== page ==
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Bubbles are Not Funny: The 99% Gets Blasted When They Burst

Paul Krugman gets it really wrong on the dangers of asset bubbles.
 
 
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Paul Krugman tells us that Larry Summers joined the camp concerned about secular stagnation in his I.M.F. talk last week, something that I had not picked up from prior coverage of the session. This is good news, but I would qualify a few of the points that Krugman makes in his elaboration of Summers' remarks.

First, while the economy may presently need asset bubbles to maintain full employment (a point I made in Plunder and Blunder: The Rise and Fall of the Bubble Economy), it doesn't follow that we should not be concerned about asset bubbles. The problem with bubbles is that their inflation and inevitable deflation lead to massive redistribution of wealth.

In the case of the housing bubble in particular we saw millions of people lose much or all of their wealth from buying homes at bubble-inflated prices. The loss of housing wealth is especially devastating because housing is a highly leveraged asset even in normal times and it is an asset often held by middle and moderate income households. It was great that the bubble was able to spur growth and get the economy close to full employment, however the subsequent crash was pretty awful. It would be incredibly irresponsible to go through another round like this.

The second qualification is that it is reasonable to believe that aggregate consumption levels will depend at least in part on the distribution of income. The upward redistribution in the last three decades, from middle and lower end wage earners to the high end wage earners in the 80s and 90s, and to corporate profits in the last decade, likely had an effect in depressing consumption. The question here is whether the marginal propensity to consume out of income is higher for a retail clerk or factory worker than a doctor or CEO. I would be willing to argue that it is, which means that the upward redistribution of income over this period had a depressing effect on consumption. (As a practical matter, this depressing effect was offset by the asset bubbles in the 1990s and 2000s.)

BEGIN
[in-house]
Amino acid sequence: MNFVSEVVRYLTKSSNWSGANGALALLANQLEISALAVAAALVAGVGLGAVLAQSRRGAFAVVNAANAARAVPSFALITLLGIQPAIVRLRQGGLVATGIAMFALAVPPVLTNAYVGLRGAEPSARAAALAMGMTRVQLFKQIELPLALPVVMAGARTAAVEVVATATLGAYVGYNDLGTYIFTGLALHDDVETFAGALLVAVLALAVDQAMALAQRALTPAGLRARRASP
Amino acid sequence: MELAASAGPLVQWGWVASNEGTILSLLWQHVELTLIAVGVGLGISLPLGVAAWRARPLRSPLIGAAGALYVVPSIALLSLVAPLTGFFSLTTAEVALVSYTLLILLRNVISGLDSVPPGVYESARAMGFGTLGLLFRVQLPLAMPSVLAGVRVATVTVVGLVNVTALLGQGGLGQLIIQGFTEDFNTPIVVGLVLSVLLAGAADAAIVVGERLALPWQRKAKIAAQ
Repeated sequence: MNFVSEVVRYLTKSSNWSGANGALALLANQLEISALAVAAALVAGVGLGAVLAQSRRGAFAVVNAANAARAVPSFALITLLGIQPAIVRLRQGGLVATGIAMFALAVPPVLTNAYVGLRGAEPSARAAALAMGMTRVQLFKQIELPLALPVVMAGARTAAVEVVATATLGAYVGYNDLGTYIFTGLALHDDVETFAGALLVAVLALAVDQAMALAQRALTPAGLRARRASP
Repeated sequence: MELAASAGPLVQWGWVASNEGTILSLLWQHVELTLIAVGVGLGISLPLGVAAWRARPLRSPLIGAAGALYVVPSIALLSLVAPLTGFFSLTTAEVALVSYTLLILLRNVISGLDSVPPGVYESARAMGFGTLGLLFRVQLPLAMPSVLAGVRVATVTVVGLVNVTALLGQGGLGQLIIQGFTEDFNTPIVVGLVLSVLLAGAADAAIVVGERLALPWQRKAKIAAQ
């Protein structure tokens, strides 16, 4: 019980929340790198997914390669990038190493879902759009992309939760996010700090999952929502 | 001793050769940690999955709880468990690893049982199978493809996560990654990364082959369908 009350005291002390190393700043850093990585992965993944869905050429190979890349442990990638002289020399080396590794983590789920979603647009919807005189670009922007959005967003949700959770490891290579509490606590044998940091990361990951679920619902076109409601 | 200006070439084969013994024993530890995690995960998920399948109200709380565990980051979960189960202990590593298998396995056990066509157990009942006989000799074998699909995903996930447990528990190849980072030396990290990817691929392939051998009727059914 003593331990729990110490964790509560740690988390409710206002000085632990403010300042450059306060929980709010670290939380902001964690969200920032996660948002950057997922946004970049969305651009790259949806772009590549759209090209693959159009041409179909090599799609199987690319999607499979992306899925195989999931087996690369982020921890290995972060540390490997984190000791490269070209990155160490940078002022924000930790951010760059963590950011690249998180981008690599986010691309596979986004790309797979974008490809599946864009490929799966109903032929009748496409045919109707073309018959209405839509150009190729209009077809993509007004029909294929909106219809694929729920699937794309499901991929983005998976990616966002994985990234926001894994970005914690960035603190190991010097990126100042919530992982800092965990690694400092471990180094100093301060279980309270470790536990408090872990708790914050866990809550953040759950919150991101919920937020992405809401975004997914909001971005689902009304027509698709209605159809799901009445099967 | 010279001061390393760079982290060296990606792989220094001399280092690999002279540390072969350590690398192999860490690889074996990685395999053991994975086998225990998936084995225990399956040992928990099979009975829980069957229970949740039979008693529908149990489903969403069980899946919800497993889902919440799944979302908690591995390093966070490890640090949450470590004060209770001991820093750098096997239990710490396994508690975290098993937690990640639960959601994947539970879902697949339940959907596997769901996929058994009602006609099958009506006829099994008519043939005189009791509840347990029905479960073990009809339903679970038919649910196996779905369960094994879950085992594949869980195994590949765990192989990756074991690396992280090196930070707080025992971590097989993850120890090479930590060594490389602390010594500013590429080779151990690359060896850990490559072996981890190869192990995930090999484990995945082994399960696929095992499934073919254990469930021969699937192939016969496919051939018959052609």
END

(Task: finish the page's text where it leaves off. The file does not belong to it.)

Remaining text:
The third qualification is that Summers and Krugman seem to be leaving net exports out of the picture. In the old textbooks, rich countries like the United States were supposed to be net exporters of capital to developing countries. This implies that instead of running trade deficits we should be running surpluses This would both mean a higher return on capital in rich countries and more rapid growth in developing countries, which would be able to use imported goods and services to build up their capital stock even as they sustained a decent level of consumption for their populations.

The real world never followed the textbook story very closely, but it followed especially badly in the years following the 1997 East Asian financial crisis. The harsh terms of the bailout (led in part by Larry Summers) led to a situation in which developing countries began to accumulate massive amounts of reserves to protect themselves from ever being dictated to by the IMF in the same way. Instead of being importers of capital from rich countries developing countries became huge exporters of capital. This meant that the United States in particular had a huge trade deficit that created a huge drag on demand.

Finally, as an alternative to trying to increase demand to deal with secular stagnation, countries could try to reduce supply. This should not sound too crazy. Western Europeans work on average 20 percent fewer hours a year than do people in the United States. These countries mandate paid vacation (at least four weeks a year), paid sick days, paid parental leave and other forms of paid time off. France has a 35-hour work week. Remember, the problem is too much supply not too little. Reduced work hours (i.e. more leisure) is an easy way to deal with this "problem."